CS452 - Real-Time Programming - Winter 2015

Lecture 6 - Context Switch Details

Public Service Annoucements

  1. Due date for kernel 1: 26 January, 2015
  2. Partners, groups.

Kernel Structure

The kernel is just a function like any other, but which runs forever.

kernel( ) {
  initialize( );  // includes starting the first user task
  FOREVER {
    request = getNextRequest( );
    handle( request );
  }
}


All the interesting stuff inside done by the kernel is hidden inside getNextRequest.

int getNextRequest( ) {
  active = schedule( ... );
  return activate( active );

What's inside activate( active )?

  1. transfer of control to the active task
  2. execution to completion of the active task
  3. transfer of control back to the kernel
  4. getting the request

The hard part to get right is `transfer of control'


Before the Software Interrupt

When the previous request has been handled completely, it's time to leave the kernel.

  1. You are in svc mode, executing kernel instructions
  2. Schedule to discover which task runs next.
  3. Enter activate( active )
  4. active is a pointer to a task descriptor (TD*). From it, or the from the user stack get sp_usr
  5. set spsr_svc = cpsr_usr
  6. Store kernel state on kernel stack
  7. get the address of the next instruction of active to be run, its pc
  8. set lr_svc = pc
  9. At this point movs pc, lr would start executing the code of active at the correct instruction, but the register values in the CPU are the kernel's.
  10. Switch to system mode
  11. Load registers from user stack
  12. Return to supervisor mode
  13. Set return value by overwriting r0
  14. Let it go
    movs   pc, lr

Somewhere after movs is the kernel entry.

After the kernel entry is the inverse of this sequence.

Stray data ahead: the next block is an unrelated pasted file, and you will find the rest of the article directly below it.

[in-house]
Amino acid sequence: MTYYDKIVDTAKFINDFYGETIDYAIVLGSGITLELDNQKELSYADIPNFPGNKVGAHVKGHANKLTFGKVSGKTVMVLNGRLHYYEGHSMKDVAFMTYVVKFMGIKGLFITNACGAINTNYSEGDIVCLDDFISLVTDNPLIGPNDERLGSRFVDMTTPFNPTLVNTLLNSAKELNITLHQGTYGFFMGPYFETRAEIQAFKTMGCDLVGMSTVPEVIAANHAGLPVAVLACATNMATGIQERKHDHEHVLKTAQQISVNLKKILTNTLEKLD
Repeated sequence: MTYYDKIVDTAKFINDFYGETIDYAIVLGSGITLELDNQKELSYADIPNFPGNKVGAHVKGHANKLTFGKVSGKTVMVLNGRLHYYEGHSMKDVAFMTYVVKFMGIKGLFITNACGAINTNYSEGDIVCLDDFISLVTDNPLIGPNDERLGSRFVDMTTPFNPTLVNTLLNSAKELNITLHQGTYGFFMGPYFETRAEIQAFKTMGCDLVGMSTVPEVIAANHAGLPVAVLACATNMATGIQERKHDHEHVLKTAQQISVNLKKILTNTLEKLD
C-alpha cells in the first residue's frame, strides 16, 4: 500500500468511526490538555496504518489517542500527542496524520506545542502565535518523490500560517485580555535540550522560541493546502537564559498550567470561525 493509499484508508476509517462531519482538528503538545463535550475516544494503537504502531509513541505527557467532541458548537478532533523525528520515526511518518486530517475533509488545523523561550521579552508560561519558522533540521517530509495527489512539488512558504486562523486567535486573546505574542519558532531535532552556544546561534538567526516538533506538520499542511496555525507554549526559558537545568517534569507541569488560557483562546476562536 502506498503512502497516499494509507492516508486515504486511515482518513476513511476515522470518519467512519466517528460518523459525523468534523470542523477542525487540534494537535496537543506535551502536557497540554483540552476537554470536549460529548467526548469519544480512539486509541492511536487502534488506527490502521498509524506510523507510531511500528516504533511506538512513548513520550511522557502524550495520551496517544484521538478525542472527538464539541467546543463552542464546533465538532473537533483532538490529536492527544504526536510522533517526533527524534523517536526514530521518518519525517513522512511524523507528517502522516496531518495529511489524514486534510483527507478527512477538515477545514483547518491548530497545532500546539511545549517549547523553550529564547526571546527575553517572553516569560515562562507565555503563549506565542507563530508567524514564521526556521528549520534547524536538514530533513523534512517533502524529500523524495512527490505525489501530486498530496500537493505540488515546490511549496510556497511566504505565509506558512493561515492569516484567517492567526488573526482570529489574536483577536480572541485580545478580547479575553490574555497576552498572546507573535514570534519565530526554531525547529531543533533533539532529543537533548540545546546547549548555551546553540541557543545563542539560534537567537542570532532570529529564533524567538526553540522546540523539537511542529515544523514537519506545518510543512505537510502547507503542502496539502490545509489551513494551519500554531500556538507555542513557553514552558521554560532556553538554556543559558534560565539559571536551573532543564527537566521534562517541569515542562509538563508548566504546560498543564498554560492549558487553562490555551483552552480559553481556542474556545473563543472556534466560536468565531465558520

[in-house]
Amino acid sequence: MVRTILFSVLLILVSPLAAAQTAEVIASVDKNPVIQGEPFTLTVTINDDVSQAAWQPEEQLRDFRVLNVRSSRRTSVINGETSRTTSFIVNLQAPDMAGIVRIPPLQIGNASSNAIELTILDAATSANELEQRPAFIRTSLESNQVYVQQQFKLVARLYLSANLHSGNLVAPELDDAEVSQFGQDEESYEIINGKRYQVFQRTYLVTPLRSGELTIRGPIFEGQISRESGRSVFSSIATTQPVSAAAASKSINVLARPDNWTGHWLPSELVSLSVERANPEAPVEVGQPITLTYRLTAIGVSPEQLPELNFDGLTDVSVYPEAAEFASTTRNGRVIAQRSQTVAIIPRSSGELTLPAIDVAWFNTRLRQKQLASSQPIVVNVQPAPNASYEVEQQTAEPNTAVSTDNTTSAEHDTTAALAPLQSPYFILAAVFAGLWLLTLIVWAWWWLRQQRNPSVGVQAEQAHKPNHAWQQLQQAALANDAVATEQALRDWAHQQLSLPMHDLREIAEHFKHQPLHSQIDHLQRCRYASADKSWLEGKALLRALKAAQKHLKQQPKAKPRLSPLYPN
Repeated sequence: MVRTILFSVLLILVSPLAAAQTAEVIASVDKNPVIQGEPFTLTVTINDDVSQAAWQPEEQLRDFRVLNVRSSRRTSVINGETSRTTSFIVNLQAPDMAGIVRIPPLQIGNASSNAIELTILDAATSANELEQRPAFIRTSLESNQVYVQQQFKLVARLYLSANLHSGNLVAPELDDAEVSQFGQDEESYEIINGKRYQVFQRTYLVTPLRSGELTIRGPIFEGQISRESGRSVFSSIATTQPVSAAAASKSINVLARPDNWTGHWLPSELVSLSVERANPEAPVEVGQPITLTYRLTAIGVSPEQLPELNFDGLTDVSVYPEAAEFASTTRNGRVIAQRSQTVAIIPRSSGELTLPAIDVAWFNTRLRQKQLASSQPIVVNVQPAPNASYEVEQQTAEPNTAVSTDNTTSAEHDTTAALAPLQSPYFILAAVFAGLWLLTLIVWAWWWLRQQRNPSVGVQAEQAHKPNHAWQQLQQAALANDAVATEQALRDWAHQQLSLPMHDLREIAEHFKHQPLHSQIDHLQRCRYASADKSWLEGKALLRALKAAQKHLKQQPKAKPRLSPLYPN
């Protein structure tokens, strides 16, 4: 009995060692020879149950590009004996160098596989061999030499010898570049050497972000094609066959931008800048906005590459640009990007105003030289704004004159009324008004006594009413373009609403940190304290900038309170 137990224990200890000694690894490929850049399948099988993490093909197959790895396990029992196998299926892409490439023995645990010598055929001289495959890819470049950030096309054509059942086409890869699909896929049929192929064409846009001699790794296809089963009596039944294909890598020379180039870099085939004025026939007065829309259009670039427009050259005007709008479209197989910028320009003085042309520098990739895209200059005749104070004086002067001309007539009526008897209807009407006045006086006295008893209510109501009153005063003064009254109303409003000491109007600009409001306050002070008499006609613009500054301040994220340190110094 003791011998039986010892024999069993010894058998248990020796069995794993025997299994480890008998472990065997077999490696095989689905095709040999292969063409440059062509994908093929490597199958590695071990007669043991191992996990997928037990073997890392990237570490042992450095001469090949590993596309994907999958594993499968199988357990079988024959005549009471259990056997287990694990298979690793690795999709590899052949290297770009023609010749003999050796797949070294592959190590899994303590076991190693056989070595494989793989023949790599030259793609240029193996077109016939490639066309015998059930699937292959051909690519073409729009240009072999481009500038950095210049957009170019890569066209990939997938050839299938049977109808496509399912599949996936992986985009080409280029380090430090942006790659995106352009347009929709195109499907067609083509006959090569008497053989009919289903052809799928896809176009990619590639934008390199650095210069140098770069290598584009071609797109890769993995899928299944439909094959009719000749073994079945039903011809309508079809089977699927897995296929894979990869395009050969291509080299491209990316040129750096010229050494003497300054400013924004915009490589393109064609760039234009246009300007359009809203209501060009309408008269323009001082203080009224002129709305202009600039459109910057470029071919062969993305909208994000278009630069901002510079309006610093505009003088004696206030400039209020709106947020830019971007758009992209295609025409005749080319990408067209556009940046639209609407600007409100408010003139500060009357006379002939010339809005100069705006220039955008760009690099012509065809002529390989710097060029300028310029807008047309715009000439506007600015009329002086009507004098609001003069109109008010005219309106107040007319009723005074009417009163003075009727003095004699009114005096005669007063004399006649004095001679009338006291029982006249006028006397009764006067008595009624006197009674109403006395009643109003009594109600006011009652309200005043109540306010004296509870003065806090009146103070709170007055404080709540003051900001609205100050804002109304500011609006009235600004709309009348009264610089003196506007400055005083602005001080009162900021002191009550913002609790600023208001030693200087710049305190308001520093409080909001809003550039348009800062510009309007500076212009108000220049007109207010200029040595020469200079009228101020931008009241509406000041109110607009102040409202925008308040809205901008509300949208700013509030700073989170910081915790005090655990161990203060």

Scheduling

There are two important issues for scheduling

  1. When do we reschedule?
  2. Who do we activate when we schedule

When to schedule

Every time we are in the kernel, so the issue is `When do we enter the kernel?'

Who to Schedule

Whoever is needed to meet all the deadlines

Because this is not an easy problem, we don't want to solve it within the kernel. What the kernel does should be fast (=constant time) and not resource constrained.

Scheduling algorithm

  1. Find the highest priority non-empty ready queue.
  2. Schedule the first task in the queue.

    The state of the most recently scheduled (running) task is ACTIVE, not READY.

    The kernel maintains a pointer to the TD of the active task so it knows which task is making the current request.

  3. When a task is made ready it is put at the end of its ready queue.

Implementation

Array of ready queues, one for each priority.

Each ready queue is a list with a head pointer (for extraction)and a tail pointer (for insertion).

Hint. The Art of Computer Programming (Donald Knuth) says that circular queues are better. Why?

Implementation decisions

  1. How many priorities
  2. Which task should have which priority
  3. What to do when there is no ready task

The queues of typical running system

  1. Highest priority:
  2. Medium priority